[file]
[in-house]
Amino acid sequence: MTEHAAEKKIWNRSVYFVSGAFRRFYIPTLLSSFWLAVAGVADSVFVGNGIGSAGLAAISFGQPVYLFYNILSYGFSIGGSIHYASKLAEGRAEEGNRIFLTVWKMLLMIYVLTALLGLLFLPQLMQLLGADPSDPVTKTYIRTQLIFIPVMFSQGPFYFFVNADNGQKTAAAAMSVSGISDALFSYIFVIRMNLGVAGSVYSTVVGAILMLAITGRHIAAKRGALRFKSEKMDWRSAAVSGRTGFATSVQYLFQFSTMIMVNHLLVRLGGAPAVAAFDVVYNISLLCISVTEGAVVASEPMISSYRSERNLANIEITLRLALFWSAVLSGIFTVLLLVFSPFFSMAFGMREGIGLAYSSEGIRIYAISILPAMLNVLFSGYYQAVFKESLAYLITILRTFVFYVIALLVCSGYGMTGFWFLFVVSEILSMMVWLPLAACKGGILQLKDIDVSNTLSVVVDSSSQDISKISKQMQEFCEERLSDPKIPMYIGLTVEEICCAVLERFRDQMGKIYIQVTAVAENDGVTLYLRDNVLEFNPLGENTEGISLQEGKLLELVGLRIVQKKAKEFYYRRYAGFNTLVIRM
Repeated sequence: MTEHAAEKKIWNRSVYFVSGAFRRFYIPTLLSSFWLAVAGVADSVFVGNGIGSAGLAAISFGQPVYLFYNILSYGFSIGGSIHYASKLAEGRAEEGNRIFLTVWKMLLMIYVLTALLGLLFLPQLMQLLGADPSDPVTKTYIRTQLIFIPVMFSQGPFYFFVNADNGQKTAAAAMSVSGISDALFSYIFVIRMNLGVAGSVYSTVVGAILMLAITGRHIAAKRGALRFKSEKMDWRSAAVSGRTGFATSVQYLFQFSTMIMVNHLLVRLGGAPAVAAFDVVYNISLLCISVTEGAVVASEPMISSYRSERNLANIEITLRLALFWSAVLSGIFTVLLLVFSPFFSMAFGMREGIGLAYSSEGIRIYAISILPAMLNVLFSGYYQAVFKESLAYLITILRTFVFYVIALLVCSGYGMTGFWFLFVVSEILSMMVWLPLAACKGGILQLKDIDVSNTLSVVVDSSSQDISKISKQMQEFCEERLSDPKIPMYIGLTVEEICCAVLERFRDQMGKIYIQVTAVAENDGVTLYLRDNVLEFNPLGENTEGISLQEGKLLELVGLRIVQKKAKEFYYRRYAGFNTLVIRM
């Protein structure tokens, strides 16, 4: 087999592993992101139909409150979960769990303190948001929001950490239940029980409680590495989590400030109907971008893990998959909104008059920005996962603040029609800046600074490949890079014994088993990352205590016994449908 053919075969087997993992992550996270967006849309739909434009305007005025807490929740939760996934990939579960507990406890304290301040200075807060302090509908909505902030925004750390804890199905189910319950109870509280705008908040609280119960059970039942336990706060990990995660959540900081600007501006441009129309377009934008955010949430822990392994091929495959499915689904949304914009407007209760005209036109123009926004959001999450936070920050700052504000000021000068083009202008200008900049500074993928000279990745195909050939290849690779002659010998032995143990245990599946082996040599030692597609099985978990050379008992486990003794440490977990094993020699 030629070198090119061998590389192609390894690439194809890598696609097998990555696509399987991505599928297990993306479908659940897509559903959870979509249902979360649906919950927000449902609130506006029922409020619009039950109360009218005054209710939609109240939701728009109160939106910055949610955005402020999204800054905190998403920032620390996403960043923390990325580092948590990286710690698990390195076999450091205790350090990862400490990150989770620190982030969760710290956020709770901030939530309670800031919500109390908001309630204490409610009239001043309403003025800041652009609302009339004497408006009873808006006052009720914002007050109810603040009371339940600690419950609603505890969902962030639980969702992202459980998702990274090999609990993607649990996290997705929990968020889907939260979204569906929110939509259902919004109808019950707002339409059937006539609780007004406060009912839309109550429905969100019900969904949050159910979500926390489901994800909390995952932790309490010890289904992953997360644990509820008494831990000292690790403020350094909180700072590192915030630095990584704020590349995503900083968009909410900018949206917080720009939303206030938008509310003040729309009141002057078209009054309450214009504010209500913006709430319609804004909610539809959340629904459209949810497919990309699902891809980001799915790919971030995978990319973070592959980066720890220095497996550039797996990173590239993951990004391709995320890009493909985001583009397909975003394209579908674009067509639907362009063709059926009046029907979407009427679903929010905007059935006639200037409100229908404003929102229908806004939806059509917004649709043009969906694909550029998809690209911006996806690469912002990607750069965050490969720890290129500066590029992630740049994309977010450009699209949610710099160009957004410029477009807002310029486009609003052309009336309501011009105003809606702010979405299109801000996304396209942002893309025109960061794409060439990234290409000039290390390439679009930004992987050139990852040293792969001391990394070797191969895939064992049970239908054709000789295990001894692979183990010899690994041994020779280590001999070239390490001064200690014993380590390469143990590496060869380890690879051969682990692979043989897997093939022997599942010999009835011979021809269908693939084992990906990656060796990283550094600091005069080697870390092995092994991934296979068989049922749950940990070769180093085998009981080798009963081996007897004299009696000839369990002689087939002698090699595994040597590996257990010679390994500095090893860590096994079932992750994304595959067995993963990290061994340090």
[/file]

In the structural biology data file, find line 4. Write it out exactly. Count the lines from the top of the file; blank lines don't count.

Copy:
């Protein structure tokens, strides 16, 4: 087999592993992101139909409150979960769990303190948001929001950490239940029980409680590495989590400030109907971008893990998959909104008059920005996962603040029609800046600074490949890079014994088993990352205590016994449908 053919075969087997993992992550996270967006849309739909434009305007005025807490929740939760996934990939579960507990406890304290301040200075807060302090509908909505902030925004750390804890199905189910319950109870509280705008908040609280119960059970039942336990706060990990995660959540900081600007501006441009129309377009934008955010949430822990392994091929495959499915689904949304914009407007209760005209036109123009926004959001999450936070920050700052504000000021000068083009202008200008900049500074993928000279990745195909050939290849690779002659010998032995143990245990599946082996040599030692597609099985978990050379008992486990003794440490977990094993020699 030629070198090119061998590389192609390894690439194809890598696609097998990555696509399987991505599928297990993306479908659940897509559903959870979509249902979360649906919950927000449902609130506006029922409020619009039950109360009218005054209710939609109240939701728009109160939106910055949610955005402020999204800054905190998403920032620390996403960043923390990325580092948590990286710690698990390195076999450091205790350090990862400490990150989770620190982030969760710290956020709770901030939530309670800031919500109390908001309630204490409610009239001043309403003025800041652009609302009339004497408006009873808006006052009720914002007050109810603040009371339940600690419950609603505890969902962030639980969702992202459980998702990274090999609990993607649990996290997705929990968020889907939260979204569906929110939509259902919004109808019950707002339409059937006539609780007004406060009912839309109550429905969100019900969904949050159910979500926390489901994800909390995952932790309490010890289904992953997360644990509820008494831990000292690790403020350094909180700072590192915030630095990584704020590349995503900083968009909410900018949206917080720009939303206030938008509310003040729309009141002057078209009054309450214009504010209500913006709430319609804004909610539809959340629904459209949810497919990309699902891809980001799915790919971030995978990319973070592959980066720890220095497996550039797996990173590239993951990004391709995320890009493909985001583009397909975003394209579908674009067509639907362009063709059926009046029907979407009427679903929010905007059935006639200037409100229908404003929102229908806004939806059509917004649709043009969906694909550029998809690209911006996806690469912002990607750069965050490969720890290129500066590029992630740049994309977010450009699209949610710099160009957004410029477009807002310029486009609003052309009336309501011009105003809606702010979405299109801000996304396209942002893309025109960061794409060439990234290409000039290390390439679009930004992987050139990852040293792969001391990394070797191969895939064992049970239908054709000789295990001894692979183990010899690994041994020779280590001999070239390490001064200690014993380590390469143990590496060869380890690879051969682990692979043989897997093939022997599942010999009835011979021809269908693939084992990906990656060796990283550094600091005069080697870390092995092994991934296979068989049922749950940990070769180093085998009981080798009963081996007897004299009696000839369990002689087939002698090699595994040597590996257990010679390994500095090893860590096994079932992750994304595959067995993963990290061994340090």